It eventually became apparent that Chrome Sanders was walking — not snowboarding — down the slope at Snow Trails near Mansfield Thursday afternoon, his board in his hands.
Sanders reached the bottom and bent down to catch his breath. Thursday was his first time snowboarding, he said, and the third run of the day had got the best of him.
But after having become part of a small group of people who ski or board — about 9.4 million as of 2017, or less than 3% of the U.S. population, according to Powder magazine — Sanders wasn’t ready to drop out, even after he had “just fell hard.”
“I’ll do it again, yeah,” said Sanders, 15, who traveled to Ohio from Evansville, Indiana, with a friend’s family to stay at a nearby cabin and ski. “That’s the only time I fell, really.”
Ohio’s’ weather over much of December didn’t do much to conjure up thoughts of skiing, but the state’s ski resorts have been open for business, thanks to expensive investments in snow-making systems.
“People love it to be wintry to feel like you want to go skiing,” said Nate Wolleson, Snow Trails marketing manager.
But when it warms up and rains, people forget about going skiing, he said.
In fact, Snow Trails is off to a record year, with its earliest weekend opening day, Nov. 22, since it opened in 1961, Wolleson said. It opened for all-week business on Dec. 16, he said.
Its earliest open before this season was in 2000, when it fired up the lifts on Nov. 24 and remained open a record 107 days, he said.
This season, it began making snow on Nov. 7, allowing it to grow into long piles, “wales” known to the workers there, that keep the snow protected until it’s ready to be spread out later by five “snowcats,” the tank-treaded tractors that groom the hill.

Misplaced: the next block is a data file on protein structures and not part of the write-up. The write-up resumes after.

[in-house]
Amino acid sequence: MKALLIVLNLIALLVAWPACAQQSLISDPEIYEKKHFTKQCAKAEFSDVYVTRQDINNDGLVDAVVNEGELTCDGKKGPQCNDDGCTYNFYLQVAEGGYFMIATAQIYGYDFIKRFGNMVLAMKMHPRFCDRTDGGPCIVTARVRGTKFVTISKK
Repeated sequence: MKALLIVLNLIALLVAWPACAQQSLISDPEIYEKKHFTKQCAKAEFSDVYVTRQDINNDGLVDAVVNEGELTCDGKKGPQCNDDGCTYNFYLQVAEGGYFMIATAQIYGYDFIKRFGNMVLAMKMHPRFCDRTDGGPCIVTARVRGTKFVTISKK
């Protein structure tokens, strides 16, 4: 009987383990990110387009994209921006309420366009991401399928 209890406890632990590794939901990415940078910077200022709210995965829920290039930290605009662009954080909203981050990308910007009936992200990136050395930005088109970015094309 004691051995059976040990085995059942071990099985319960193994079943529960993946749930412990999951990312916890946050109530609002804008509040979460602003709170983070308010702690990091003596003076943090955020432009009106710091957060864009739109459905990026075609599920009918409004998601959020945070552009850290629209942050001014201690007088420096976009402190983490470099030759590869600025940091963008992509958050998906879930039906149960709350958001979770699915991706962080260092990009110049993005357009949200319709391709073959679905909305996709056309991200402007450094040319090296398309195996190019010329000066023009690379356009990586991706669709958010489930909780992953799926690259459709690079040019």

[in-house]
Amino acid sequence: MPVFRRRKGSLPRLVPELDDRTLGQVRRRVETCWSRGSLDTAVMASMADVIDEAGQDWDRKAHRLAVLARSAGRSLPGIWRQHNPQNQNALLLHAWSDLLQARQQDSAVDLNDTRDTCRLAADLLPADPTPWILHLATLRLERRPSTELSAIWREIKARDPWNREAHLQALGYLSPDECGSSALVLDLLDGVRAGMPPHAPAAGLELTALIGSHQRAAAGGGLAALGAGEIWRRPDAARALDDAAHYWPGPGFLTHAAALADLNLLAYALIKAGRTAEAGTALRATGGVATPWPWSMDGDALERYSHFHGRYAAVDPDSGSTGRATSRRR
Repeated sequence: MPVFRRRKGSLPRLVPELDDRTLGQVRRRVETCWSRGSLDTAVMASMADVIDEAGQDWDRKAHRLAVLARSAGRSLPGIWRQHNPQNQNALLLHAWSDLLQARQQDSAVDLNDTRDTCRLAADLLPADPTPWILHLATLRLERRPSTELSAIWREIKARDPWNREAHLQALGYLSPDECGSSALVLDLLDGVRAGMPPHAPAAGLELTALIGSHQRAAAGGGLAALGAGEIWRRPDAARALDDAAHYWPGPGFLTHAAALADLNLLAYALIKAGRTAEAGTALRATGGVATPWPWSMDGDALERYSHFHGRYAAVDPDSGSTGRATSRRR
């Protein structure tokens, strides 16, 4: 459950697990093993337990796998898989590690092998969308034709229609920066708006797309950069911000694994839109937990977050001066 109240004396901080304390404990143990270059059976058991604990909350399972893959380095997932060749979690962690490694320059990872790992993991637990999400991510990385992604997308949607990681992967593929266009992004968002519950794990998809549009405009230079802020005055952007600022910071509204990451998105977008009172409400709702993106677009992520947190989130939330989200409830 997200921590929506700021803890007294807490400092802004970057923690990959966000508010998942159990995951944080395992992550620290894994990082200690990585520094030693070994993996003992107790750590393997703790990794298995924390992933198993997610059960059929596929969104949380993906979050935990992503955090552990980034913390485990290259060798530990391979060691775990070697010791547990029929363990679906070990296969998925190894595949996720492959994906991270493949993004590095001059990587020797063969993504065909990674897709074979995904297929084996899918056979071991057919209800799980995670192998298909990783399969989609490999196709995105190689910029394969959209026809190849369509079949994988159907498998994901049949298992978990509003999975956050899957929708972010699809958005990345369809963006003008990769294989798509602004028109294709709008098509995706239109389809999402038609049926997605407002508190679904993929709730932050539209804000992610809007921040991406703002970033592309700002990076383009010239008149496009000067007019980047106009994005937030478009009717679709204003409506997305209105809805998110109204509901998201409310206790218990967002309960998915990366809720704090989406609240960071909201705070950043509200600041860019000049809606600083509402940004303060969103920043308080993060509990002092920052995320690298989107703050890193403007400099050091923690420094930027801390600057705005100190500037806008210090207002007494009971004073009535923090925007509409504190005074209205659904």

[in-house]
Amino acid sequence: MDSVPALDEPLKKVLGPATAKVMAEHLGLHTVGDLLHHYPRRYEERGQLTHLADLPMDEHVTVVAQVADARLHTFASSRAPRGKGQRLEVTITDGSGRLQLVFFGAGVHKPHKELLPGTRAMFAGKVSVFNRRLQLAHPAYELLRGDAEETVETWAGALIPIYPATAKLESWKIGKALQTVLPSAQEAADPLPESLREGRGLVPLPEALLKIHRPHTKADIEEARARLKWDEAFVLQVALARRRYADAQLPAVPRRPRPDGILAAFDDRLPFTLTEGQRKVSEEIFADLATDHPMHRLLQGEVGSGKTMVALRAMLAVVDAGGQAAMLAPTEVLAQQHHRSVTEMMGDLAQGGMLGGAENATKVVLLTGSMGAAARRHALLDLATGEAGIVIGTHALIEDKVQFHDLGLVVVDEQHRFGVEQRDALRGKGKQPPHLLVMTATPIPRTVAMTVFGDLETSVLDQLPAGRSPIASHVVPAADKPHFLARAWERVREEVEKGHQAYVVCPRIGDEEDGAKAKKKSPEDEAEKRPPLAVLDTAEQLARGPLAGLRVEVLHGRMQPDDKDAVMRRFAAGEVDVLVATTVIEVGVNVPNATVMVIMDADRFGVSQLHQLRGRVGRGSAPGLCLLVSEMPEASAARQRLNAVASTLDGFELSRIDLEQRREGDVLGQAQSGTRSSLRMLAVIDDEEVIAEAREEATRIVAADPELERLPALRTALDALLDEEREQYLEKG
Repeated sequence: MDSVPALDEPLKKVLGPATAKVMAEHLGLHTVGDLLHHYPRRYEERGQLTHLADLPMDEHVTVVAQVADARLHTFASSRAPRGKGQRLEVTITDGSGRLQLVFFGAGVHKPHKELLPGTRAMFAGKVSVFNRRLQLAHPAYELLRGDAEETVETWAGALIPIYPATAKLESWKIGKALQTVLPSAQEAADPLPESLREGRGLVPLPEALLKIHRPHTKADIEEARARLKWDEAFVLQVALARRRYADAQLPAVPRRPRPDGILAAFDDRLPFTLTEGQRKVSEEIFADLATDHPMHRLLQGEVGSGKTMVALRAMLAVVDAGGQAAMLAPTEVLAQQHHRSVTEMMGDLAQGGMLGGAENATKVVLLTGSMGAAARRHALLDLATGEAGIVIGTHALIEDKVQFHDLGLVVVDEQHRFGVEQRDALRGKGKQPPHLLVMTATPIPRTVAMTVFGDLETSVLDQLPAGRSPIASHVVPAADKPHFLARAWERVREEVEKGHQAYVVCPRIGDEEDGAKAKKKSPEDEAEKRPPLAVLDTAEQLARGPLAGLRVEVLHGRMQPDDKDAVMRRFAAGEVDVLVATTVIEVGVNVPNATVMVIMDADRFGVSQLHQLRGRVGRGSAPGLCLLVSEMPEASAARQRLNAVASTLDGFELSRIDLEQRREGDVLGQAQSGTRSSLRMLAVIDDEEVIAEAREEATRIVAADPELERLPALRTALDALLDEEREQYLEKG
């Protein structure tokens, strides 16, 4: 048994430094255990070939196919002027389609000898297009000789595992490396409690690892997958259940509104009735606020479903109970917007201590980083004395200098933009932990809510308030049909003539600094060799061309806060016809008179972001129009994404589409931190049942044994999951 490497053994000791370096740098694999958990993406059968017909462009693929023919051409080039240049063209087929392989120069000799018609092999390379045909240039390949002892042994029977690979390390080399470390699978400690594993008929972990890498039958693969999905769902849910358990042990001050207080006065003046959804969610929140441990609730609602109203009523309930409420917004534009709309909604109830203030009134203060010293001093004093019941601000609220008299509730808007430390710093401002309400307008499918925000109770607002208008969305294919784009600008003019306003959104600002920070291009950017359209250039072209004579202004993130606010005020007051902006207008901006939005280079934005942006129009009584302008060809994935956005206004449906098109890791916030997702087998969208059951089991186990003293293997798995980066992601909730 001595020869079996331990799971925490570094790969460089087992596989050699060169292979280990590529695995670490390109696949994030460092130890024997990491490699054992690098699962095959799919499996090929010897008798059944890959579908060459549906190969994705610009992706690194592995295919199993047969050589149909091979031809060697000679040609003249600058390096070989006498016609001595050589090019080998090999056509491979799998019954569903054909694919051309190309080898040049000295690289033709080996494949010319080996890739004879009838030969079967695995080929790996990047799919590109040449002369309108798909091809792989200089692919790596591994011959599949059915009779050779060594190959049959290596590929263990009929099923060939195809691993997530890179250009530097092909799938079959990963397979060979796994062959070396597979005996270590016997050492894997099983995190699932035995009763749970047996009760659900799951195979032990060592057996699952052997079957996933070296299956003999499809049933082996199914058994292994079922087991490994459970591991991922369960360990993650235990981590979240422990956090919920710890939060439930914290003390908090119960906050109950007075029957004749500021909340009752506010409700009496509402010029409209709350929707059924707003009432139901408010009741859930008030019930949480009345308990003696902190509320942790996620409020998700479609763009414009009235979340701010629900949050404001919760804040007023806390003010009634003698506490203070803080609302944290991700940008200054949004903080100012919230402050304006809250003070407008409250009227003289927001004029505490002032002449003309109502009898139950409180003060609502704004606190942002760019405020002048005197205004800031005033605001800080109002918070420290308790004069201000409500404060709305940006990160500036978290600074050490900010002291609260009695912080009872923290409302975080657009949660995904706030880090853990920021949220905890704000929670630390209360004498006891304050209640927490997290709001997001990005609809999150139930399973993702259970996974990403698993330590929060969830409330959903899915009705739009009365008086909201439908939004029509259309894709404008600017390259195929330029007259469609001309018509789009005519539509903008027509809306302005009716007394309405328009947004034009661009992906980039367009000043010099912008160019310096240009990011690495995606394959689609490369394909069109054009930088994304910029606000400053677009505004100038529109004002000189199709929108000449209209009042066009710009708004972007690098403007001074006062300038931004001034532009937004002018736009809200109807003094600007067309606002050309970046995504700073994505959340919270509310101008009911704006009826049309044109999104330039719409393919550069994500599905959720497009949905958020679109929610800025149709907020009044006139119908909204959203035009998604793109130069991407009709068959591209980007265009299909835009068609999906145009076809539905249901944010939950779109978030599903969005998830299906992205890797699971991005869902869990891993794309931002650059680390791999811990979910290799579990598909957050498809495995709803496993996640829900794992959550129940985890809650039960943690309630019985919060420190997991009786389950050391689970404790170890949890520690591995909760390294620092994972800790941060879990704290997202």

Several years ago Snow Trails installed a $160,000 water-cooling system, which looks like a giant version of a whole-house air-conditioner, that further chills 54-degree well water before it is shot into the air under the pressure from four 300-horsepower pumps. The cooler water produces a nicer skiing snow, Wolleson said, and also allows Snow Trails to make snow in temperatures as high as 29 degrees, two degrees higher than previously.
“Whenever we have an opportunity to make snow we make a ton of it, and as often as we can to build a great base,” Wolleson said.
Snow-making allows Ohio’s ski operations to weather the warmth and rain.
“It’s definitely been a little bit too warm,” said Sam Collins, marketing director at Mad River Mountain near Marysville.
But Mad River’s 130 snow guns, which can transform all of its slopes from green to white in 72 hours, have made up for it, Collins said.
Mad River and 16 other ski centers were purchased by Vail Resorts of Colorado last summer from Peak Resorts Inc. for $264 million, including Ohio’s Alpine Valley in Chesterland, Geauga County, east of Cleveland; and Boston Mills and Brandywine, both situated between Akron and Cleveland.
That means skiers who purchased the Vail Epic Pass, which allows them to ski the several-thousand-foot vertical drops of Colorado, Utah and California can now also ski the 300-foot-vertical at Mad River.
And they are, Collins said.
“We’re seeing more visits from people who maybe live out west who come home for Christmas,” and some locals are now going west and east to use their passes, Collins said. “It goes both ways.”
The weather will continue to challenge Ohio’s ski industry for at least the next couple weeks, said John Franks, meteorologist with the National Weather Service in Wilmington.
“For the first half of the month we are solidly looking at above normal temperatures,” meaning they could potentially make snow at night, but not during the day, Franks said.
“We don’t reach the normals,” Franks said. “We don’t come close to them.”